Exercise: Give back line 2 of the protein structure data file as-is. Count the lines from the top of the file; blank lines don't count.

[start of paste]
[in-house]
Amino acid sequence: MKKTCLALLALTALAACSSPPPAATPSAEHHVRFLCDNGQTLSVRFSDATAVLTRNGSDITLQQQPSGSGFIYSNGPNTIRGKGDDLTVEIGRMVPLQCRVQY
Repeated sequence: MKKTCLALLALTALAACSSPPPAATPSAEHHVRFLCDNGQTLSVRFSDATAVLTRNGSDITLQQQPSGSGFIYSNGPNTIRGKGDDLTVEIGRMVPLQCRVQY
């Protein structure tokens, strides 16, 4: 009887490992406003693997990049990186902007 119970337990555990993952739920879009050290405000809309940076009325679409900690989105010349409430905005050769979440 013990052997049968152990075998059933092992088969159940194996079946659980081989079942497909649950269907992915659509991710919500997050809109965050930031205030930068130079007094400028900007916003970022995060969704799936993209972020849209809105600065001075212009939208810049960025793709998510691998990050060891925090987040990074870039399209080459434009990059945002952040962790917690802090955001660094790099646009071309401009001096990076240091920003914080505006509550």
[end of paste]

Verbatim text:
Amino acid sequence: MKKTCLALLALTALAACSSPPPAATPSAEHHVRFLCDNGQTLSVRFSDATAVLTRNGSDITLQQQPSGSGFIYSNGPNTIRGKGDDLTVEIGRMVPLQCRVQY